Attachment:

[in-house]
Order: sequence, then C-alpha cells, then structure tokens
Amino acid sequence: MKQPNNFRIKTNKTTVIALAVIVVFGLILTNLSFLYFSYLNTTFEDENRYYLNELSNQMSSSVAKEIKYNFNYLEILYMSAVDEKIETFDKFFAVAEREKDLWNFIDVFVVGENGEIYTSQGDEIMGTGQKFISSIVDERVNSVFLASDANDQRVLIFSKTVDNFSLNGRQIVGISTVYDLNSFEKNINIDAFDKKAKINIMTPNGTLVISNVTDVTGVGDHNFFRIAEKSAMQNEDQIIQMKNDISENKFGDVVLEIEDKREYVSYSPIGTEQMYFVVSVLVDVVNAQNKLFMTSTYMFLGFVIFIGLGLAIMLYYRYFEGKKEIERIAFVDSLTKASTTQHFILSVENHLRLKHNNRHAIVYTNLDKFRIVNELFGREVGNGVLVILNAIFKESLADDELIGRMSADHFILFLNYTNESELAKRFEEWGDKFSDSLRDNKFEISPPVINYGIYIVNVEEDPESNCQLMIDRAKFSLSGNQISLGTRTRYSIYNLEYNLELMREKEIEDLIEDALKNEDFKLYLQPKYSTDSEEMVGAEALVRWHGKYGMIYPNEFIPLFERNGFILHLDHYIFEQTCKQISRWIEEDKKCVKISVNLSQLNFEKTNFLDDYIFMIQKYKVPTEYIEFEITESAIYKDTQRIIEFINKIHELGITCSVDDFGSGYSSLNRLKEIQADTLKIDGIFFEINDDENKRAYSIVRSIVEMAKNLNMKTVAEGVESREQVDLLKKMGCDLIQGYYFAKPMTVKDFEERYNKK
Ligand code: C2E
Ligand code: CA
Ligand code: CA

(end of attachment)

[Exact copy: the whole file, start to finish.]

[in-house]
Order: sequence, then C-alpha cells, then structure tokens
Amino acid sequence: MKQPNNFRIKTNKTTVIALAVIVVFGLILTNLSFLYFSYLNTTFEDENRYYLNELSNQMSSSVAKEIKYNFNYLEILYMSAVDEKIETFDKFFAVAEREKDLWNFIDVFVVGENGEIYTSQGDEIMGTGQKFISSIVDERVNSVFLASDANDQRVLIFSKTVDNFSLNGRQIVGISTVYDLNSFEKNINIDAFDKKAKINIMTPNGTLVISNVTDVTGVGDHNFFRIAEKSAMQNEDQIIQMKNDISENKFGDVVLEIEDKREYVSYSPIGTEQMYFVVSVLVDVVNAQNKLFMTSTYMFLGFVIFIGLGLAIMLYYRYFEGKKEIERIAFVDSLTKASTTQHFILSVENHLRLKHNNRHAIVYTNLDKFRIVNELFGREVGNGVLVILNAIFKESLADDELIGRMSADHFILFLNYTNESELAKRFEEWGDKFSDSLRDNKFEISPPVINYGIYIVNVEEDPESNCQLMIDRAKFSLSGNQISLGTRTRYSIYNLEYNLELMREKEIEDLIEDALKNEDFKLYLQPKYSTDSEEMVGAEALVRWHGKYGMIYPNEFIPLFERNGFILHLDHYIFEQTCKQISRWIEEDKKCVKISVNLSQLNFEKTNFLDDYIFMIQKYKVPTEYIEFEITESAIYKDTQRIIEFINKIHELGITCSVDDFGSGYSSLNRLKEIQADTLKIDGIFFEINDDENKRAYSIVRSIVEMAKNLNMKTVAEGVESREQVDLLKKMGCDLIQGYYFAKPMTVKDFEERYNKK
Ligand code: C2E
Ligand code: CA
Ligand code: CA